• Content Count

  • Joined

  • Last visited

  1. As far as your multiple animations go, I believe that you may be able to live with what you can actually get out of blender. I'm not sure how much you have used the NLA editor, but that allows you to manage and combine animation sequences. Specifically in the context of armature animation, you can first use the Dopesheet to define (record) different actions. The quick tutorial on this is to do the following: 1. put your armature in pose mode 2. set your main timeline keying set to LocRotScale, or LocRot, depends on the complexity of the armature rig. 3. split your screen (Dopesheet editor one side, 3D view the other). 4. set mode dropdown to Action in the Dopesheet view. 5. in the next dropdown this is where you store your different pose actions. a. I recommend your first one being your rest pose, so you can always have a good starting point. b. but at least create a new action even if you disagree with me. 6. turn on the properties panel on the 3D view if it is not on already (press N on the keyboard to toggle it). 7. begin posing each frame as you normally would, except instead of adding keyframes to the main timeline: a. in the properties panel go through each of the Location (x, y, z) and Rotation fields (x, y, z) and hit the i key. b. over in your dopesheet view, you should start seeing the keyframes popping up. 8. after you are done, you can use the NLA editor to sequence these actions in the main timeline. 9. Then you can do what these guys are saying regarding managing the timeline at different time ranges. a. This might not be the most desirable, but at least you can manage it according to context this way. i. for example, you may want your first action to be "whistling", and your second action to be "walking", ii. well now based on game properties, you can set the time such as frames 1-10 = whistling, 15-35 = walking, 40-60 = walking+whistling, etc... iii. Then you can almost use a property bit flag to get all possible scenarios and call the proper frame range. b. The cool part is, is that you can still manage all of this in Blender, and get one big timeline in BabylonJS, without having to rewrite/repose the same actions each time. I'd like to share some blend files for you, but I can't seem to figure out how to attach them. Anyway, I hope this added value to your pursuit. Kind Regards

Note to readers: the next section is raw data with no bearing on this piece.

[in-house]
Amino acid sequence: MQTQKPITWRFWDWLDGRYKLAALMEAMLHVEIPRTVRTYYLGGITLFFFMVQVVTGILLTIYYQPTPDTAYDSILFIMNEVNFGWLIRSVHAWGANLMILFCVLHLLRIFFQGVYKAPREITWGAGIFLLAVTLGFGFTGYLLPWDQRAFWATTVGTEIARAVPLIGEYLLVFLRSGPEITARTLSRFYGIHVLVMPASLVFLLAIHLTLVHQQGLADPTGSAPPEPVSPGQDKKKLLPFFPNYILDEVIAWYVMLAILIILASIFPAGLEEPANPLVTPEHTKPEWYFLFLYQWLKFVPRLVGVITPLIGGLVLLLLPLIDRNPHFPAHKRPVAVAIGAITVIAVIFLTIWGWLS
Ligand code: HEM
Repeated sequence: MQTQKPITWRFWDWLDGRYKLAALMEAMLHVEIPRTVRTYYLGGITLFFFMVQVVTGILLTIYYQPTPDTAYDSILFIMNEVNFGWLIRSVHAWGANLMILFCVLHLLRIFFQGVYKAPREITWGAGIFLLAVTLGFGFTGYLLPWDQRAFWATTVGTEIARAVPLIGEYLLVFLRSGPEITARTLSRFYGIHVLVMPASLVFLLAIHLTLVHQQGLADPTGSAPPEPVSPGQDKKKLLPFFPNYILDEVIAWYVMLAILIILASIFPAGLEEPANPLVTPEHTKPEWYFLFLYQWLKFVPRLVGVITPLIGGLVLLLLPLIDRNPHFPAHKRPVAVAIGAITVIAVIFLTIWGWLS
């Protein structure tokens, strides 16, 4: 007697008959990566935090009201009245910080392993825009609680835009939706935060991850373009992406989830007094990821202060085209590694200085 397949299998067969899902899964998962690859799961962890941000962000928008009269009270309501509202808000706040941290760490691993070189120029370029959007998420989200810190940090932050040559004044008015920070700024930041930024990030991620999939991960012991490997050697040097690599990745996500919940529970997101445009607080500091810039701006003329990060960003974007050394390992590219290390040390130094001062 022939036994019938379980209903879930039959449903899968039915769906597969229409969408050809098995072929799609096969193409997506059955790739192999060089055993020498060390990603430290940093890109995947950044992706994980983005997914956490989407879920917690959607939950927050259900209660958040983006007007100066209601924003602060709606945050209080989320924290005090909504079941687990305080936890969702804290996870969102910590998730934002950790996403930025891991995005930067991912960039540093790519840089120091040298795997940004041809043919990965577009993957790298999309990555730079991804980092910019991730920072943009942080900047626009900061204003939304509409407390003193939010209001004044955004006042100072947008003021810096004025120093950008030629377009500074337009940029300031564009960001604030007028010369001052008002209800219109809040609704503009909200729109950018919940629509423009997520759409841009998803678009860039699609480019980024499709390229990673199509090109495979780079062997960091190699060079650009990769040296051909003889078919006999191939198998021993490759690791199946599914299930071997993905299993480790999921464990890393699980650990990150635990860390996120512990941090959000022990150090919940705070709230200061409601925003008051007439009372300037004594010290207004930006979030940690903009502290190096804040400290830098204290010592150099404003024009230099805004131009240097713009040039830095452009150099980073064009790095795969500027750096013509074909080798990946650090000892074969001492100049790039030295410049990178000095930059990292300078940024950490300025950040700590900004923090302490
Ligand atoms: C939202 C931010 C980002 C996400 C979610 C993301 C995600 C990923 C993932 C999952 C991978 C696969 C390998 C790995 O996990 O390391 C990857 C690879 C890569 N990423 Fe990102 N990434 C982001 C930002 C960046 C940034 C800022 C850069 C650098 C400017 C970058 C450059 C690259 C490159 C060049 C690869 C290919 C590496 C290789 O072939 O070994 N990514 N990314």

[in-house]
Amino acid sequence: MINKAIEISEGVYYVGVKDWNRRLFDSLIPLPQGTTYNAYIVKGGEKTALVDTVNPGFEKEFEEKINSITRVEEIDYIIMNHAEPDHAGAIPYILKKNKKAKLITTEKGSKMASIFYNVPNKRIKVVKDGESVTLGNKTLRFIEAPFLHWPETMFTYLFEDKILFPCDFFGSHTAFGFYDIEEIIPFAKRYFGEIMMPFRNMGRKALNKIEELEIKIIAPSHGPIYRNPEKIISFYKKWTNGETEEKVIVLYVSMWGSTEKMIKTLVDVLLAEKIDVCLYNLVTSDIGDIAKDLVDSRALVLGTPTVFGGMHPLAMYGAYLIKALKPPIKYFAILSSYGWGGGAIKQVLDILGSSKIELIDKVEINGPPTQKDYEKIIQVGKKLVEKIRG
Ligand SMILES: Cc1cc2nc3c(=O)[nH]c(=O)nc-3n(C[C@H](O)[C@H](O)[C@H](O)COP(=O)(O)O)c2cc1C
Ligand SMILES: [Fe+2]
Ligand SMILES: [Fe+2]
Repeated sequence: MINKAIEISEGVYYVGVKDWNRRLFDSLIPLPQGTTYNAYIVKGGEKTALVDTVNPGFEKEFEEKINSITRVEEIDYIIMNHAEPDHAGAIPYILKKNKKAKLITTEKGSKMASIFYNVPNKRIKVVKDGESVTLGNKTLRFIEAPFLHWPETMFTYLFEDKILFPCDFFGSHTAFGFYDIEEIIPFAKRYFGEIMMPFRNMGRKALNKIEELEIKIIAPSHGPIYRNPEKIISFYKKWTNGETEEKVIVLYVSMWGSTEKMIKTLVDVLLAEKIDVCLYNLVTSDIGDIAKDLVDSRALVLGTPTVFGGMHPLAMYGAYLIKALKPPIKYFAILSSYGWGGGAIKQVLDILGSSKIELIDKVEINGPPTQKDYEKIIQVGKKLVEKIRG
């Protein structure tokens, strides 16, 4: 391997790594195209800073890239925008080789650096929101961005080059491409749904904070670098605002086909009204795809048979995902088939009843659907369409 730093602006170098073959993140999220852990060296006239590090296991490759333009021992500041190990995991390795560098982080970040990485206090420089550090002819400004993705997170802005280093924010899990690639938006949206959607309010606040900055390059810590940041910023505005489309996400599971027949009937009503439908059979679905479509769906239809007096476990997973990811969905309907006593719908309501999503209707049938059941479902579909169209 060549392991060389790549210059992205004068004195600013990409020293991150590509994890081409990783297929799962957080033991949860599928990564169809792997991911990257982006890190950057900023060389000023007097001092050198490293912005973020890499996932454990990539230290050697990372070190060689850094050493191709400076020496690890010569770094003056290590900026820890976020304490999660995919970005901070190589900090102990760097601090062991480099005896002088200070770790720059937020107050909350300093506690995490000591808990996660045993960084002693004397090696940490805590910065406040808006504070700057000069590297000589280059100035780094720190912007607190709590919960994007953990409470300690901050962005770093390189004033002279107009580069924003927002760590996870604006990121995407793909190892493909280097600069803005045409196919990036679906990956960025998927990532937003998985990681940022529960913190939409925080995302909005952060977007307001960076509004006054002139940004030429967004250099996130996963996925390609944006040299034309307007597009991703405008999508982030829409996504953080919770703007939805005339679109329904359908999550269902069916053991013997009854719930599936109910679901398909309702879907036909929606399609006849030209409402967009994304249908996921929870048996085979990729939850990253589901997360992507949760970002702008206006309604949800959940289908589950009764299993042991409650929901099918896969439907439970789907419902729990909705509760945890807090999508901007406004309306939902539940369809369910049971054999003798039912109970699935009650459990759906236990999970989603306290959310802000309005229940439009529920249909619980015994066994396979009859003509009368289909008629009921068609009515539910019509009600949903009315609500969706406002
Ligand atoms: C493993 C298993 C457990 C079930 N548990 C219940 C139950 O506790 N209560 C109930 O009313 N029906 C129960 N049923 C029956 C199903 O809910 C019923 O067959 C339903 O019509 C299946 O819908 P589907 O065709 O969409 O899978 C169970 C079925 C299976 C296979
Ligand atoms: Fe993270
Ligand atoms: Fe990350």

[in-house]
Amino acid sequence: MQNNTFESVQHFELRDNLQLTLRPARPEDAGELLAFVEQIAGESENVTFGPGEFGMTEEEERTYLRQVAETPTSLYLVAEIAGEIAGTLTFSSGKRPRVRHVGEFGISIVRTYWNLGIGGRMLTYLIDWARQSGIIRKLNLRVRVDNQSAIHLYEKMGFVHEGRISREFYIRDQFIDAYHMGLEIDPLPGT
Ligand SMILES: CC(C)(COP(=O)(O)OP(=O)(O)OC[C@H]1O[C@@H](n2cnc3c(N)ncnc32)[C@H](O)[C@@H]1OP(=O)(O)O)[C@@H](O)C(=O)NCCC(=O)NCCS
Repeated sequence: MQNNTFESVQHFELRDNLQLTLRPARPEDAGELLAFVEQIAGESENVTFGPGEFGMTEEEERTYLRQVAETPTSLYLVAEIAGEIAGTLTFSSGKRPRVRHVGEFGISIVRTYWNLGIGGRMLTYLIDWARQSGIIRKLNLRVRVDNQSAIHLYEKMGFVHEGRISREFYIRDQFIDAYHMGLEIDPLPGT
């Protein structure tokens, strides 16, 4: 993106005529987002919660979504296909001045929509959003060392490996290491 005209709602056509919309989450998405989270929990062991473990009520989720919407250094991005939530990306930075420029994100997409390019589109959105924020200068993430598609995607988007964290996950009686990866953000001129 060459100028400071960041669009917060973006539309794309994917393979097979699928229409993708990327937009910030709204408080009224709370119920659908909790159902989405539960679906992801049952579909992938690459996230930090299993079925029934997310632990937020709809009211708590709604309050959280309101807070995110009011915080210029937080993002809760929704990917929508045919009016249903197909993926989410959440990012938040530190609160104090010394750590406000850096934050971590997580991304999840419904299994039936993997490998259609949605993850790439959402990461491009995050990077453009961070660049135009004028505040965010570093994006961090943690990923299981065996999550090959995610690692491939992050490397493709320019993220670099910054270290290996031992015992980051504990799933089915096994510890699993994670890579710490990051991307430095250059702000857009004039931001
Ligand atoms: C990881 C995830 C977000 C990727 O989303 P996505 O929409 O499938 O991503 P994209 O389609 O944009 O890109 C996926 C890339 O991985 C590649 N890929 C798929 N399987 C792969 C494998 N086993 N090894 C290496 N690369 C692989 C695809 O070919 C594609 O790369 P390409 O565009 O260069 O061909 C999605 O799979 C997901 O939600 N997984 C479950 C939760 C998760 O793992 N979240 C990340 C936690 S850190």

2. I figured this out. Where i have BABYLON.Condition I replaced it with new BABYLON.Condition(donut.actionManager)and everything worked as expected. If anyone knows: From a performance perspective, which one is considered more taxing on the frame rate? From the newbie perspective, these both seem like legitimate claims to the same end. The ExecuteCodeAction approach seemed a lot more instinctive (for me anyway) to just use an anonymous function to set/change the properties. The CombineAction approach seemed a lot more formal (explicitly/legally defined so to speak). Thanks again for both contributions you two.
  3. Based on the code from Vousk-prod., below would be my interpretation of it, given the original example of intersection: I tried to run it, but it failed to allow the animation to continue, am i missing something here? Thank you for taking the time to help me understand. donut.actionManager = new BABYLON.ActionManager(scene);donut.actionManager.registerAction( new BABYLON.CombineAction( {trigger: BABYLON.ActionManager.OnIntersectionEnterTrigger, parameter: sphere}, [ new BABYLON.SetValueAction( BABYLON.ActionManager.NothingTrigger, donut.material, "emissiveColor", BABYLON.Color3.Red() ), new BABYLON.SetValueAction( BABYLON.ActionManager.NothingTrigger, donut, "scaling", new BABYLON.Vector3(1.2, 1.2, 1.2) ) ], BABYLON.Condition ));donut.actionManager.registerAction( new BABYLON.CombineAction( {trigger: BABYLON.ActionManager.OnIntersectionExitTrigger, parameter: sphere}, [ new BABYLON.SetValueAction( BABYLON.ActionManager.NothingTrigger, donut.material, "emissiveColor", BABYLON.Color3.Gray() ), new BABYLON.SetValueAction( BABYLON.ActionManager.NothingTrigger, donut, "scaling", new BABYLON.Vector3(1.0, 1.0, 1.0) ) ], BABYLON.Condition ));